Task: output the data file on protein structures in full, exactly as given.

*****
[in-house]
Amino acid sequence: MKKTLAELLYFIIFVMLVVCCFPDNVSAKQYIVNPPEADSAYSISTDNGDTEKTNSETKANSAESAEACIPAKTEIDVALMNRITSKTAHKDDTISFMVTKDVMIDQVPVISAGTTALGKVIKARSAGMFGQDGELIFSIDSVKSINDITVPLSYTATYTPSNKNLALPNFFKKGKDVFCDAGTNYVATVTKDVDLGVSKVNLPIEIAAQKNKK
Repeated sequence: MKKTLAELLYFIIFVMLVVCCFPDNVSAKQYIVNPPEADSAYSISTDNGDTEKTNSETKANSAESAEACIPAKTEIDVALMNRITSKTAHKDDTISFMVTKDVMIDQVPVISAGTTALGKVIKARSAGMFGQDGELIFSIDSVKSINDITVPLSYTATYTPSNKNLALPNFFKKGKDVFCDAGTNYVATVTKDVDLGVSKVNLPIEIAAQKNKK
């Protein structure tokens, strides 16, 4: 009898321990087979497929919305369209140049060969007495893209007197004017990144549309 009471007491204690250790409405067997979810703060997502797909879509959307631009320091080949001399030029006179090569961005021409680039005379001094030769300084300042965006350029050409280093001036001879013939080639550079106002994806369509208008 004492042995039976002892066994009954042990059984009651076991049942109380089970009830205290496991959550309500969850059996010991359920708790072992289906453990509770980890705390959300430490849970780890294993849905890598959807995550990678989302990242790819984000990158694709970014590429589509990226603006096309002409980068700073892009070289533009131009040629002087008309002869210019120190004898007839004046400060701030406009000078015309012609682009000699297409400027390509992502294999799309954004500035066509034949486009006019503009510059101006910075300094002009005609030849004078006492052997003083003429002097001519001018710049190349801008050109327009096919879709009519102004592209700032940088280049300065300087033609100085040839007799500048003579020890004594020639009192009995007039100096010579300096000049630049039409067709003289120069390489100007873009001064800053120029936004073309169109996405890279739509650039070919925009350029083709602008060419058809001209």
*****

[in-house]
Amino acid sequence: MKKTLAELLYFIIFVMLVVCCFPDNVSAKQYIVNPPEADSAYSISTDNGDTEKTNSETKANSAESAEACIPAKTEIDVALMNRITSKTAHKDDTISFMVTKDVMIDQVPVISAGTTALGKVIKARSAGMFGQDGELIFSIDSVKSINDITVPLSYTATYTPSNKNLALPNFFKKGKDVFCDAGTNYVATVTKDVDLGVSKVNLPIEIAAQKNKK
Repeated sequence: MKKTLAELLYFIIFVMLVVCCFPDNVSAKQYIVNPPEADSAYSISTDNGDTEKTNSETKANSAESAEACIPAKTEIDVALMNRITSKTAHKDDTISFMVTKDVMIDQVPVISAGTTALGKVIKARSAGMFGQDGELIFSIDSVKSINDITVPLSYTATYTPSNKNLALPNFFKKGKDVFCDAGTNYVATVTKDVDLGVSKVNLPIEIAAQKNKK
């Protein structure tokens, strides 16, 4: 009898321990087979497929919305369209140049060969007495893209007197004017990144549309 009471007491204690250790409405067997979810703060997502797909879509959307631009320091080949001399030029006179090569961005021409680039005379001094030769300084300042965006350029050409280093001036001879013939080639550079106002994806369509208008 004492042995039976002892066994009954042990059984009651076991049942109380089970009830205290496991959550309500969850059996010991359920708790072992289906453990509770980890705390959300430490849970780890294993849905890598959807995550990678989302990242790819984000990158694709970014590429589509990226603006096309002409980068700073892009070289533009131009040629002087008309002869210019120190004898007839004046400060701030406009000078015309012609682009000699297409400027390509992502294999799309954004500035066509034949486009006019503009510059101006910075300094002009005609030849004078006492052997003083003429002097001519001018710049190349801008050109327009096919879709009519102004592209700032940088280049300065300087033609100085040839007799500048003579020890004594020639009192009995007039100096010579300096000049630049039409067709003289120069390489100007873009001064800053120029936004073309169109996405890279739509650039070919925009350029083709602008060419058809001209």